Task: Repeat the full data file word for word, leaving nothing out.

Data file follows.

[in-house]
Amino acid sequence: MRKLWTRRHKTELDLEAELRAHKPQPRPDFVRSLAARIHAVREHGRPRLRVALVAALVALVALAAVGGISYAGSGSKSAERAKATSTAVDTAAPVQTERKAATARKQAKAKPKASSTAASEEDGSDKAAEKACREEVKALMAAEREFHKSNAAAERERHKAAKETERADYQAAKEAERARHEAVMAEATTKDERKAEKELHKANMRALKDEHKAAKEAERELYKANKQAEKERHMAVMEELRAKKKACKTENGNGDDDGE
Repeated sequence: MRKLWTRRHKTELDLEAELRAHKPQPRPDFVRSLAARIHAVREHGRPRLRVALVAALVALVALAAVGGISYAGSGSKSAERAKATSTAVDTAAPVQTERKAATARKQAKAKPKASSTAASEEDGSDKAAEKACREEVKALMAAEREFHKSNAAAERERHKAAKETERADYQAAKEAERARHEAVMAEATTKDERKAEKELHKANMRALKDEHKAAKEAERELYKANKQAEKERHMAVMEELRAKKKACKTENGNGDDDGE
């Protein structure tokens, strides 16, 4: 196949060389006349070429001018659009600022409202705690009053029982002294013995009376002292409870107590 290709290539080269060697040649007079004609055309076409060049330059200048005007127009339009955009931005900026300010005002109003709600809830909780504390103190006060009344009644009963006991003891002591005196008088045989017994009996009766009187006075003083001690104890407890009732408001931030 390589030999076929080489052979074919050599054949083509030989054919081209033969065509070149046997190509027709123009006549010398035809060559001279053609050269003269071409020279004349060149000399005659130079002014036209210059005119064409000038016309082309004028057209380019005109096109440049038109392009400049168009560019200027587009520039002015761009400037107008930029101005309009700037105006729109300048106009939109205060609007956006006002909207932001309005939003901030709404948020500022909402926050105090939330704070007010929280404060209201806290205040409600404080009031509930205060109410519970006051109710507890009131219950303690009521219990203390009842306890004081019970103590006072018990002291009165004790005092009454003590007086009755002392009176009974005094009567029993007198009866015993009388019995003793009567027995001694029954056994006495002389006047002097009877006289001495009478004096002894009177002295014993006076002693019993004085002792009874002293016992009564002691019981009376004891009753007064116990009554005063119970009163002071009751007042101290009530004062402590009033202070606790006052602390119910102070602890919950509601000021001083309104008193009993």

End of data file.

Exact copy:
[in-house]
Amino acid sequence: MRKLWTRRHKTELDLEAELRAHKPQPRPDFVRSLAARIHAVREHGRPRLRVALVAALVALVALAAVGGISYAGSGSKSAERAKATSTAVDTAAPVQTERKAATARKQAKAKPKASSTAASEEDGSDKAAEKACREEVKALMAAEREFHKSNAAAERERHKAAKETERADYQAAKEAERARHEAVMAEATTKDERKAEKELHKANMRALKDEHKAAKEAERELYKANKQAEKERHMAVMEELRAKKKACKTENGNGDDDGE
Repeated sequence: MRKLWTRRHKTELDLEAELRAHKPQPRPDFVRSLAARIHAVREHGRPRLRVALVAALVALVALAAVGGISYAGSGSKSAERAKATSTAVDTAAPVQTERKAATARKQAKAKPKASSTAASEEDGSDKAAEKACREEVKALMAAEREFHKSNAAAERERHKAAKETERADYQAAKEAERARHEAVMAEATTKDERKAEKELHKANMRALKDEHKAAKEAERELYKANKQAEKERHMAVMEELRAKKKACKTENGNGDDDGE
């Protein structure tokens, strides 16, 4: 196949060389006349070429001018659009600022409202705690009053029982002294013995009376002292409870107590 290709290539080269060697040649007079004609055309076409060049330059200048005007127009339009955009931005900026300010005002109003709600809830909780504390103190006060009344009644009963006991003891002591005196008088045989017994009996009766009187006075003083001690104890407890009732408001931030 390589030999076929080489052979074919050599054949083509030989054919081209033969065509070149046997190509027709123009006549010398035809060559001279053609050269003269071409020279004349060149000399005659130079002014036209210059005119064409000038016309082309004028057209380019005109096109440049038109392009400049168009560019200027587009520039002015761009400037107008930029101005309009700037105006729109300048106009939109205060609007956006006002909207932001309005939003901030709404948020500022909402926050105090939330704070007010929280404060209201806290205040409600404080009031509930205060109410519970006051109710507890009131219950303690009521219990203390009842306890004081019970103590006072018990002291009165004790005092009454003590007086009755002392009176009974005094009567029993007198009866015993009388019995003793009567027995001694029954056994006495002389006047002097009877006289001495009478004096002894009177002295014993006076002693019993004085002792009874002293016992009564002691019981009376004891009753007064116990009554005063119970009163002071009751007042101290009530004062402590009033202070606790006052602390119910102070602890919950509601000021001083309104008193009993």